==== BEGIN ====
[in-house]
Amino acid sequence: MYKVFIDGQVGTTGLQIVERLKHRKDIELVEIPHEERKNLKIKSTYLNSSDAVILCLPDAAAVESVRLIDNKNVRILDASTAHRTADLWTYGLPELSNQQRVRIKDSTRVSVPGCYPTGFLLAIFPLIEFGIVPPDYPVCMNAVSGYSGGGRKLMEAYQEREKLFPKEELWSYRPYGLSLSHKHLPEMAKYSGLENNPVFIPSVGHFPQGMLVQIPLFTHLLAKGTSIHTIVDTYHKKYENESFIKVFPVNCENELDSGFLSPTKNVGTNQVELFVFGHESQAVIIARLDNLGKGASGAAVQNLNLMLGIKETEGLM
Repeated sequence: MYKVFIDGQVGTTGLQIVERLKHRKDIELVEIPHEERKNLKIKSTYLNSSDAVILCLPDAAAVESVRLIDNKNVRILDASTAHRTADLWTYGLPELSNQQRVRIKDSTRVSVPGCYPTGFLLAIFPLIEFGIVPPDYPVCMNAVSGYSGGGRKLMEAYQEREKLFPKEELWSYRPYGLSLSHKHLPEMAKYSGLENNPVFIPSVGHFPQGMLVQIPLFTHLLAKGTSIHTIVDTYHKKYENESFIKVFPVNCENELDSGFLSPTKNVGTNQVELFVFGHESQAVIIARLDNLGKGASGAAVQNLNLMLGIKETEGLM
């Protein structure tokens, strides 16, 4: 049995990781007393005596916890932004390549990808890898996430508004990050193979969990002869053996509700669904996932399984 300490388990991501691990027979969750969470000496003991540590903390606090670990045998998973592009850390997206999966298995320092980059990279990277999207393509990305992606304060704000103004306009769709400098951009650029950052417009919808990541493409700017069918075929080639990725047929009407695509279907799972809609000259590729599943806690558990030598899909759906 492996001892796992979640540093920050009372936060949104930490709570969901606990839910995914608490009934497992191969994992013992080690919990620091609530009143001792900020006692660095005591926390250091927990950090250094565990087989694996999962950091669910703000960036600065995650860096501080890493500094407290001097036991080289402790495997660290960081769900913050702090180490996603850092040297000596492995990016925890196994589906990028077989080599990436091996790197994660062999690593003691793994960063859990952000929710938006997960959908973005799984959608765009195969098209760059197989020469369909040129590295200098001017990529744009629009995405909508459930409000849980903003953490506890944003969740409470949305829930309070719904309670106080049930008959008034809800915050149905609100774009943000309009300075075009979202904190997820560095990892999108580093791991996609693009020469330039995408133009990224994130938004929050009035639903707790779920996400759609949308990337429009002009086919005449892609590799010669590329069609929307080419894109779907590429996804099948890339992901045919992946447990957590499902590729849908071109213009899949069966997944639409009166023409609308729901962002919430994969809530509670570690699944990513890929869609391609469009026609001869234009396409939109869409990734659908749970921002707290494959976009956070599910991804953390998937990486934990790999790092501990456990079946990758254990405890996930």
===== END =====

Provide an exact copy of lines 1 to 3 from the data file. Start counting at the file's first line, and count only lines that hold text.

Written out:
[in-house]
Amino acid sequence: MYKVFIDGQVGTTGLQIVERLKHRKDIELVEIPHEERKNLKIKSTYLNSSDAVILCLPDAAAVESVRLIDNKNVRILDASTAHRTADLWTYGLPELSNQQRVRIKDSTRVSVPGCYPTGFLLAIFPLIEFGIVPPDYPVCMNAVSGYSGGGRKLMEAYQEREKLFPKEELWSYRPYGLSLSHKHLPEMAKYSGLENNPVFIPSVGHFPQGMLVQIPLFTHLLAKGTSIHTIVDTYHKKYENESFIKVFPVNCENELDSGFLSPTKNVGTNQVELFVFGHESQAVIIARLDNLGKGASGAAVQNLNLMLGIKETEGLM
Repeated sequence: MYKVFIDGQVGTTGLQIVERLKHRKDIELVEIPHEERKNLKIKSTYLNSSDAVILCLPDAAAVESVRLIDNKNVRILDASTAHRTADLWTYGLPELSNQQRVRIKDSTRVSVPGCYPTGFLLAIFPLIEFGIVPPDYPVCMNAVSGYSGGGRKLMEAYQEREKLFPKEELWSYRPYGLSLSHKHLPEMAKYSGLENNPVFIPSVGHFPQGMLVQIPLFTHLLAKGTSIHTIVDTYHKKYENESFIKVFPVNCENELDSGFLSPTKNVGTNQVELFVFGHESQAVIIARLDNLGKGASGAAVQNLNLMLGIKETEGLM